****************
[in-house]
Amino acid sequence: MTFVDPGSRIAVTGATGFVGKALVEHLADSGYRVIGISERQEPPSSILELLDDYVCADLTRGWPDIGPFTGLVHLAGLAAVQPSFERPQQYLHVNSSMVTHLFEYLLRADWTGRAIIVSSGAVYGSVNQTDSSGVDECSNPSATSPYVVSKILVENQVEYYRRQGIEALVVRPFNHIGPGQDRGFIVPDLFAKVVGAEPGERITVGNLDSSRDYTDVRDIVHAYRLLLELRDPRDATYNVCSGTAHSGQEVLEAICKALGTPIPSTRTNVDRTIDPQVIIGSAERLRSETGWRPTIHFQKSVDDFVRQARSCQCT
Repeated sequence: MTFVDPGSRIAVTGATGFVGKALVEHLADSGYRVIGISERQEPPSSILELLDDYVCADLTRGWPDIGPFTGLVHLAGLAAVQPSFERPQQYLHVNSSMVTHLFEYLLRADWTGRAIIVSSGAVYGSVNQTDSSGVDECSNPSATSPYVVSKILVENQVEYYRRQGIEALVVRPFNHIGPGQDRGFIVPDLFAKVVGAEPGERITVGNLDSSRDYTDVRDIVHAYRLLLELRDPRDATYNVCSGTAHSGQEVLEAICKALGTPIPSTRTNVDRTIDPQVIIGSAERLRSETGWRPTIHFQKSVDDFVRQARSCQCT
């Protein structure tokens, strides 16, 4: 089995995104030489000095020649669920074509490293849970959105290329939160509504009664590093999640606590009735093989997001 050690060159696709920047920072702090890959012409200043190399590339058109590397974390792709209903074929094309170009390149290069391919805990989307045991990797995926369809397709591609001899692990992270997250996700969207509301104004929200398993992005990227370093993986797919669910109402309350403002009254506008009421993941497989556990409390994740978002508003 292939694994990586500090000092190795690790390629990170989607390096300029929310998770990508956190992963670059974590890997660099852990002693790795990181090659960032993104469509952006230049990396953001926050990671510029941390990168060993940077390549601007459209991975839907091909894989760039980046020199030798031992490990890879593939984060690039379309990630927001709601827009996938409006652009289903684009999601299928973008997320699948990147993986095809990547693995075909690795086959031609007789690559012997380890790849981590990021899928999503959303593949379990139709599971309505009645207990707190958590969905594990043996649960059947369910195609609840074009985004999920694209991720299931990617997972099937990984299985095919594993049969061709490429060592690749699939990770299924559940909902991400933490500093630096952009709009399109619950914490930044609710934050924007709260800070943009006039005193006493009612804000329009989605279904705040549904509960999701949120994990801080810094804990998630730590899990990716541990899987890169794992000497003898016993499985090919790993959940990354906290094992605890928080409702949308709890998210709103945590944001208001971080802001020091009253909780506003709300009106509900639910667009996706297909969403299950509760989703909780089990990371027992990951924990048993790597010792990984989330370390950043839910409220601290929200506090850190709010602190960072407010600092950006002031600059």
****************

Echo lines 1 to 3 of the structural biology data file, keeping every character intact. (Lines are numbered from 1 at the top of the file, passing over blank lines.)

[in-house]
Amino acid sequence: MTFVDPGSRIAVTGATGFVGKALVEHLADSGYRVIGISERQEPPSSILELLDDYVCADLTRGWPDIGPFTGLVHLAGLAAVQPSFERPQQYLHVNSSMVTHLFEYLLRADWTGRAIIVSSGAVYGSVNQTDSSGVDECSNPSATSPYVVSKILVENQVEYYRRQGIEALVVRPFNHIGPGQDRGFIVPDLFAKVVGAEPGERITVGNLDSSRDYTDVRDIVHAYRLLLELRDPRDATYNVCSGTAHSGQEVLEAICKALGTPIPSTRTNVDRTIDPQVIIGSAERLRSETGWRPTIHFQKSVDDFVRQARSCQCT
Repeated sequence: MTFVDPGSRIAVTGATGFVGKALVEHLADSGYRVIGISERQEPPSSILELLDDYVCADLTRGWPDIGPFTGLVHLAGLAAVQPSFERPQQYLHVNSSMVTHLFEYLLRADWTGRAIIVSSGAVYGSVNQTDSSGVDECSNPSATSPYVVSKILVENQVEYYRRQGIEALVVRPFNHIGPGQDRGFIVPDLFAKVVGAEPGERITVGNLDSSRDYTDVRDIVHAYRLLLELRDPRDATYNVCSGTAHSGQEVLEAICKALGTPIPSTRTNVDRTIDPQVIIGSAERLRSETGWRPTIHFQKSVDDFVRQARSCQCT